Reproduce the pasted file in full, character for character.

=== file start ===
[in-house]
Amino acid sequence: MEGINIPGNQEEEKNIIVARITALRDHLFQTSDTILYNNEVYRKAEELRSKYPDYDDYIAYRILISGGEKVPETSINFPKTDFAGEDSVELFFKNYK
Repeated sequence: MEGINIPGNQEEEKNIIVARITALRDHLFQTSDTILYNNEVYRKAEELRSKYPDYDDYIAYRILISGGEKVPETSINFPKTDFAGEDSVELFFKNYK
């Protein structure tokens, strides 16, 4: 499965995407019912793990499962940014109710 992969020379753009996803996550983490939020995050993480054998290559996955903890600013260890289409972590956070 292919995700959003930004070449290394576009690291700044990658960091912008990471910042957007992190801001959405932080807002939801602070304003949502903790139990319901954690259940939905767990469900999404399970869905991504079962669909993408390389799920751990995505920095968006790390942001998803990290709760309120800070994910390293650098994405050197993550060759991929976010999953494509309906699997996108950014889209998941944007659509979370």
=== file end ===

[in-house]
Amino acid sequence: MEGINIPGNQEEEKNIIVARITALRDHLFQTSDTILYNNEVYRKAEELRSKYPDYDDYIAYRILISGGEKVPETSINFPKTDFAGEDSVELFFKNYK
Repeated sequence: MEGINIPGNQEEEKNIIVARITALRDHLFQTSDTILYNNEVYRKAEELRSKYPDYDDYIAYRILISGGEKVPETSINFPKTDFAGEDSVELFFKNYK
């Protein structure tokens, strides 16, 4: 499965995407019912793990499962940014109710 992969020379753009996803996550983490939020995050993480054998290559996955903890600013260890289409972590956070 292919995700959003930004070449290394576009690291700044990658960091912008990471910042957007992190801001959405932080807002939801602070304003949502903790139990319901954690259940939905767990469900999404399970869905991504079962669909993408390389799920751990995505920095968006790390942001998803990290709760309120800070994910390293650098994405050197993550060759991929976010999953494509309906699997996108950014889209998941944007659509979370």